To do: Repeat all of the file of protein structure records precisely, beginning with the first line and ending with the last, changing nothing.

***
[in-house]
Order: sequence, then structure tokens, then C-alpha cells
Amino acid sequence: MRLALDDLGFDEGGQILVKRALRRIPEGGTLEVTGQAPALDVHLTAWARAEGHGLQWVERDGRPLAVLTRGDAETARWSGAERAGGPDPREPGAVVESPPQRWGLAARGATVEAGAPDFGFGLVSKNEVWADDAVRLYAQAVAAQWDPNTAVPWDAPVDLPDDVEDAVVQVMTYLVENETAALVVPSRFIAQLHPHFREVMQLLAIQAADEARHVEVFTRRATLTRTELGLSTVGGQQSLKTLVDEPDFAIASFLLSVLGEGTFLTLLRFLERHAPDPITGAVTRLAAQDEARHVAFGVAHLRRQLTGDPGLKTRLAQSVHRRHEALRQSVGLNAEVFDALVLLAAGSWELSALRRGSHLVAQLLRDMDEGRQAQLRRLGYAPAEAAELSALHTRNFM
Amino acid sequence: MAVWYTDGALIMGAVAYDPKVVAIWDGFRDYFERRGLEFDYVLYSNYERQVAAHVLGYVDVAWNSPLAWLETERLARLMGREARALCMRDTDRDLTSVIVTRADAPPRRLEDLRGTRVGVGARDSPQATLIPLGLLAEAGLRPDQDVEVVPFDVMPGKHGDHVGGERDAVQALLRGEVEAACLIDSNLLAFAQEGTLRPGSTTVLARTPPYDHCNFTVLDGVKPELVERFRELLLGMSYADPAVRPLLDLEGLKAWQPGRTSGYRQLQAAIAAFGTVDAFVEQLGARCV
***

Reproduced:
[in-house]
Order: sequence, then structure tokens, then C-alpha cells
Amino acid sequence: MRLALDDLGFDEGGQILVKRALRRIPEGGTLEVTGQAPALDVHLTAWARAEGHGLQWVERDGRPLAVLTRGDAETARWSGAERAGGPDPREPGAVVESPPQRWGLAARGATVEAGAPDFGFGLVSKNEVWADDAVRLYAQAVAAQWDPNTAVPWDAPVDLPDDVEDAVVQVMTYLVENETAALVVPSRFIAQLHPHFREVMQLLAIQAADEARHVEVFTRRATLTRTELGLSTVGGQQSLKTLVDEPDFAIASFLLSVLGEGTFLTLLRFLERHAPDPITGAVTRLAAQDEARHVAFGVAHLRRQLTGDPGLKTRLAQSVHRRHEALRQSVGLNAEVFDALVLLAAGSWELSALRRGSHLVAQLLRDMDEGRQAQLRRLGYAPAEAAELSALHTRNFM
Amino acid sequence: MAVWYTDGALIMGAVAYDPKVVAIWDGFRDYFERRGLEFDYVLYSNYERQVAAHVLGYVDVAWNSPLAWLETERLARLMGREARALCMRDTDRDLTSVIVTRADAPPRRLEDLRGTRVGVGARDSPQATLIPLGLLAEAGLRPDQDVEVVPFDVMPGKHGDHVGGERDAVQALLRGEVEAACLIDSNLLAFAQEGTLRPGSTTVLARTPPYDHCNFTVLDGVKPELVERFRELLLGMSYADPAVRPLLDLEGLKAWQPGRTSGYRQLQAAIAAFGTVDAFVEQLGARCV